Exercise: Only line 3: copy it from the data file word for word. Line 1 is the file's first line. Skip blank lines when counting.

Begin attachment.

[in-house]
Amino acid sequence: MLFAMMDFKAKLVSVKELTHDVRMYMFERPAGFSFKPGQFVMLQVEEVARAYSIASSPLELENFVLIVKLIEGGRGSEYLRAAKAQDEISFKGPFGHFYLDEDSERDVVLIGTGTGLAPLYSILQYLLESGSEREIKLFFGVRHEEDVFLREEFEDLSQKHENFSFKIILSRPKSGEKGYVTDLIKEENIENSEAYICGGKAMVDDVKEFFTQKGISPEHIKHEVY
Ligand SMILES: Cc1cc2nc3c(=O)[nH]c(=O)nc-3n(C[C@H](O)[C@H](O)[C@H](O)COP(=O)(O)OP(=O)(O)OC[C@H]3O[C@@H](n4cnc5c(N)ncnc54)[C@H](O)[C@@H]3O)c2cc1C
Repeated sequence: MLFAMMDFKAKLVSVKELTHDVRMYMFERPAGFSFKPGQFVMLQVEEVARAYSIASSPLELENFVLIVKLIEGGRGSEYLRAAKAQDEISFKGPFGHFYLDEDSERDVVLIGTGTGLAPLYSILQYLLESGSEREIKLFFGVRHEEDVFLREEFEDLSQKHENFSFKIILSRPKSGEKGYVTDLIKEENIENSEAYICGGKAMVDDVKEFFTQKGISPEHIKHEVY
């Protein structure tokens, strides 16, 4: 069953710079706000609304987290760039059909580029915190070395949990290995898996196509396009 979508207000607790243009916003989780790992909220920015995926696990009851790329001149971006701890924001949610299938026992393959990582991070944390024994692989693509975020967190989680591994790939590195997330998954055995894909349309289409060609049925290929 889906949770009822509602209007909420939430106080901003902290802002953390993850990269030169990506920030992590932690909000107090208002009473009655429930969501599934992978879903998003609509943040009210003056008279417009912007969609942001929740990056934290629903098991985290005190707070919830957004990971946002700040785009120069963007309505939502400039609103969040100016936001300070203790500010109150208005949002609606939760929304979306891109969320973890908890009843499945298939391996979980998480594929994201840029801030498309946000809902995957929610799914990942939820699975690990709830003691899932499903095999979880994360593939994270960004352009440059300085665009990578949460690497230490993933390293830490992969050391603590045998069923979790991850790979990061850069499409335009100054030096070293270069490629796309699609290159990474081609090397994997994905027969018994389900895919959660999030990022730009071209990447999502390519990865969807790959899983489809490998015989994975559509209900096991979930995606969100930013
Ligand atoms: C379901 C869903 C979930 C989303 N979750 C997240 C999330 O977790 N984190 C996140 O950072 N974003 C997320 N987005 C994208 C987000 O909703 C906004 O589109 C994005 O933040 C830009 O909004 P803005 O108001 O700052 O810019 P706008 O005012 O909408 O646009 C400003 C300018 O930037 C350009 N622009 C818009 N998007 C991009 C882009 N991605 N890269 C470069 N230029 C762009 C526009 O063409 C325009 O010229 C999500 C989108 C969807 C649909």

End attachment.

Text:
Ligand SMILES: Cc1cc2nc3c(=O)[nH]c(=O)nc-3n(C[C@H](O)[C@H](O)[C@H](O)COP(=O)(O)OP(=O)(O)OC[C@H]3O[C@@H](n4cnc5c(N)ncnc54)[C@H](O)[C@@H]3O)c2cc1C